Over $100 Billion In Student Loans To Be Forgiven By Federal Government
December 01, 2016
The Government Accountability Office reported that the federal government is set to forgive at least $108B in student loans in coming years; U.S. manufacturing activity expanded in November at the quickest pace since early-2015; Initial jobless claims rose to a five-month high in the week ended November 26 in the second consecutive week of increases; Output in China’s manufacturing sector reached a multi-year high in October as a credit-fueled industrial recovery signaled a pickup in domestic inflation expectations while services expanded, too.
- The Government Accountability Office disclosed on Wednesday in a report to Congress that the federal government is set to forgive at least $108 billion in student loans in coming years as an increasing number of borrowers seek help in repaying their debt. The report sharply criticized the government’s accounting methods for its $1.26 trillion student-loan portfolio, highlighting flaws that have led to consecutive write-downs in pro forma revenue guidance in the years ahead. The government says it still expects the program to generate a profit in the long run, however. Repayment streams on student loans have become more volatile since the financial crisis, as President Obama has championed income-driven repayment plans to stem the rise in defaults in the wake of the recession. Enrollment in such plans has tripled to 5.3 million borrowers with $355 billion in outstanding debt. The current plans allow for repayment forgiveness after 25 years for private-sector employees and allow for payments to be a minimum of 10% of discretionary income. President-elect Trump, meanwhile, has proposed repayment forgiveness after 15 years and minimum payments be 12.5% of discretionary income. [WSJ]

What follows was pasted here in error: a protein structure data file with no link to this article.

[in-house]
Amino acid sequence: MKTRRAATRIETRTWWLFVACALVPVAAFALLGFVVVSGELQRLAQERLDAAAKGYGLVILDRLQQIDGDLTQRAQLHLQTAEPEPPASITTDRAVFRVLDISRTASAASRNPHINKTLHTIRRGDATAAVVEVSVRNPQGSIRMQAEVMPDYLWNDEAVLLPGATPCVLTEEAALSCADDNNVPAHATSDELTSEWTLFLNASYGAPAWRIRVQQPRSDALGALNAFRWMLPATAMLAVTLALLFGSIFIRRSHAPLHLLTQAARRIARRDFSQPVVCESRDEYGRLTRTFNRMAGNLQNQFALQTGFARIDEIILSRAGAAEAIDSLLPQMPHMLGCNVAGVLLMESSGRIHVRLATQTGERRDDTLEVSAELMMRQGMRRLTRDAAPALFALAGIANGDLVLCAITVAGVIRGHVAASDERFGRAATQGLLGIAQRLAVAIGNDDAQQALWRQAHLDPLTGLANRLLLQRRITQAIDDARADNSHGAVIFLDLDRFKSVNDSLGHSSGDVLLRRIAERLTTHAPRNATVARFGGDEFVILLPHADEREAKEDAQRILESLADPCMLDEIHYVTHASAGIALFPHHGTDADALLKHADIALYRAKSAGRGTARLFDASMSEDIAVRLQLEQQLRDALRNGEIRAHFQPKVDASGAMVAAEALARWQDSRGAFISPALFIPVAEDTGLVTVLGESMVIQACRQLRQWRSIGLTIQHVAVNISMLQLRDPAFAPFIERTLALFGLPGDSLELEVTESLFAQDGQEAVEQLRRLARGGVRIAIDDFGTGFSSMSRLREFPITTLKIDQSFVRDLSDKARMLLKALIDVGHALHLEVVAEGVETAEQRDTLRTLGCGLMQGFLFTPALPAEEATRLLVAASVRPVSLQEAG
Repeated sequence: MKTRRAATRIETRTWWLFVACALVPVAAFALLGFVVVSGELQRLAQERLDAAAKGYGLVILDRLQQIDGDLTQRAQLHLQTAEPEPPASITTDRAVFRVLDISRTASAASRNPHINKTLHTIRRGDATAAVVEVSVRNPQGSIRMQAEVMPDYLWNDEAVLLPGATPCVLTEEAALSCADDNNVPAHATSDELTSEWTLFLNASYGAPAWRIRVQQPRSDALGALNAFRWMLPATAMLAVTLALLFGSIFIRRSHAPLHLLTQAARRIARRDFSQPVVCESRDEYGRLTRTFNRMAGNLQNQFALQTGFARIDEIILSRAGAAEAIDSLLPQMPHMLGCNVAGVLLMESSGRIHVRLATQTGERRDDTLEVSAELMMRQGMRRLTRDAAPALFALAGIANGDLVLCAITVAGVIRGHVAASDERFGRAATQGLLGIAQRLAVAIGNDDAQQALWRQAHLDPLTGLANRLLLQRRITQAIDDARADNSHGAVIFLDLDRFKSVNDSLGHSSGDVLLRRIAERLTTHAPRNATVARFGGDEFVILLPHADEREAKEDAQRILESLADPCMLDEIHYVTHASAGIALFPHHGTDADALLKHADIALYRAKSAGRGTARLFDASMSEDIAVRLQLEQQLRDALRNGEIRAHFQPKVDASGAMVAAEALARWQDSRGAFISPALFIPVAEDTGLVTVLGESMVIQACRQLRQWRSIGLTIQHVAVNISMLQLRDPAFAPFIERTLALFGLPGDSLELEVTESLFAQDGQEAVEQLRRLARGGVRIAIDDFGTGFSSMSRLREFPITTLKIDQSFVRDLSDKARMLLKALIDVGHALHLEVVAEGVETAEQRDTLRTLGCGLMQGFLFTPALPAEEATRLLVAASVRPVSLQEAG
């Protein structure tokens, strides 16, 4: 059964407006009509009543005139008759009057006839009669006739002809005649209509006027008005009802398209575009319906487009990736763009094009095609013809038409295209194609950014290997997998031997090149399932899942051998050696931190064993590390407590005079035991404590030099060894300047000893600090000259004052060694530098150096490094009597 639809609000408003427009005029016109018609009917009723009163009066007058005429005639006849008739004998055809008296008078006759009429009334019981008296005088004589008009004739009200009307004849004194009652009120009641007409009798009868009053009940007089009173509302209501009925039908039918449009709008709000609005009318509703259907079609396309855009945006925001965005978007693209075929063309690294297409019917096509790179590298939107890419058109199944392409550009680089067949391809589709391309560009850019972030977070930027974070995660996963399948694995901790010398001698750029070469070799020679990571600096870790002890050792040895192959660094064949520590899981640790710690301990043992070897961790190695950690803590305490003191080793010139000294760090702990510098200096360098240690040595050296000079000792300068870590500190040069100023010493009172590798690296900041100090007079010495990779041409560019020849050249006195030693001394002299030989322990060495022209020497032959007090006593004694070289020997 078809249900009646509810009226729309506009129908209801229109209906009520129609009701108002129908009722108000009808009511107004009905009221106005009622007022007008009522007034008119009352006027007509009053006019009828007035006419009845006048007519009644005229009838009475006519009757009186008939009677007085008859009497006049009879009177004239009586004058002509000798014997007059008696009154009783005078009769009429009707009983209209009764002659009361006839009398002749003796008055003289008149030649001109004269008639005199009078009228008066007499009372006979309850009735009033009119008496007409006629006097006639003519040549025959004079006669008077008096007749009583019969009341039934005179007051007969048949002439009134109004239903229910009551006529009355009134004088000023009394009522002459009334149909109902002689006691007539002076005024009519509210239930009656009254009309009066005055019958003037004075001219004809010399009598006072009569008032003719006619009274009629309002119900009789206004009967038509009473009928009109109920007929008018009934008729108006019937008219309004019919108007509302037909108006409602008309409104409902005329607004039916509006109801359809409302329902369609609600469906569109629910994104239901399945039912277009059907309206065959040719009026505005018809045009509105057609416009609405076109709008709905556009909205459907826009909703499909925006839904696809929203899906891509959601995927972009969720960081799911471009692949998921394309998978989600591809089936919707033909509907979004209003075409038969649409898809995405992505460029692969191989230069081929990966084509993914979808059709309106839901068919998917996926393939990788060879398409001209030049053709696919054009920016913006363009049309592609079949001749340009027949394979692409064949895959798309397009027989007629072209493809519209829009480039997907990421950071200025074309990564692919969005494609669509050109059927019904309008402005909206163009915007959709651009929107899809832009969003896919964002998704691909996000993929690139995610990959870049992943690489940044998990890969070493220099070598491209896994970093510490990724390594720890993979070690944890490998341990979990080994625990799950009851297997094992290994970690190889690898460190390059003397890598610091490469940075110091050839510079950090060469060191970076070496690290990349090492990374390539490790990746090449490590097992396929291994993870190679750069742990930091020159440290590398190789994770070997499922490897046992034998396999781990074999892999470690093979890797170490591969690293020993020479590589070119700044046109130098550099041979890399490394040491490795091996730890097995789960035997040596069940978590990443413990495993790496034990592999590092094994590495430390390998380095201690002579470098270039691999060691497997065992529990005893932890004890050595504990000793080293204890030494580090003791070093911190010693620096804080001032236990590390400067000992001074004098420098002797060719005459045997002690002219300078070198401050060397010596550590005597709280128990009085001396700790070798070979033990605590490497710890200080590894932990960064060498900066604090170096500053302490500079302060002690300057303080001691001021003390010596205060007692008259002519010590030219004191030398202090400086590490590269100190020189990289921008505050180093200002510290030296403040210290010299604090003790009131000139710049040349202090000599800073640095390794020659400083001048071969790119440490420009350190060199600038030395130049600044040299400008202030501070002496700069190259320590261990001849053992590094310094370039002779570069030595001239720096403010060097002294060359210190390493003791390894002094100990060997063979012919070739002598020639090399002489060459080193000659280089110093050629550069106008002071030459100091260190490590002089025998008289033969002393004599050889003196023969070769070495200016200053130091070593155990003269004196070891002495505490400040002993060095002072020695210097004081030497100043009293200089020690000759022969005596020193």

Economic Indicators & News
- U.S. manufacturing activity expanded in November at the quickest pace since early-2015, as the Institute for Supply Management’s monthly gauge rose more than a point to 53.2 in November. Market consensus was for a reading of 52.5 during the month. The measure of factory output has grown to this level expansionary territory only one other time during the year, and it has not exceeded it since February 2015. The production index registered 56, the employment index 52.3, the inventories of raw materials 49, and the prices 54.5, all either exceeding or, at least, at parity with October levels. Imported raw material inputs fell from 52.0 to 50.5. [ISM]
- Initial jobless claims rose to a five-month high in the week ended November 26 in the second consecutive week of increases, totaling 268,000, though the underlying trend for new claims remained consistent with a healthy labor market. The four-week moving average accounting for week-to-week volatility was up 500 to 251,000 as new claims remained below the critical 300,000-threshold indicative of employment strength for the 91st week. Lagging continuing claims rose by 38,000 to 2.043 million as the moving average for the metric increased 12,750 to 2.038 million. The insured unemployment rate was unchanged at 1.5%. The market consensus was for 253,000 initial unemployment claims last week. [DOL]
- Output in China’s manufacturing sector reached a multi-year high in October as a credit-fueled industrial recovery signaled a pickup in domestic inflation expectations while services expanded, too. The country’s manufacturing PMI read 51.7 last month as the non-manufacturing PMI totaled 54.7, as the market consensus was for a reading of 50.7 among goods-producing industries. The steel industry PMI, which has been under foreign regulatory scrutiny on accusations of global dumping, increased to 51.0 from 50.7. The report added evidence that the old growth drivers are picking up in China’s economy and large state owned enterprises are faring better than smaller companies. New orders strengthened to 53.2 from 52.8 and new export orders rose to 50.3 from 49.2, though business activity expectations fell to 55.5 from 58.5. [Bloomberg]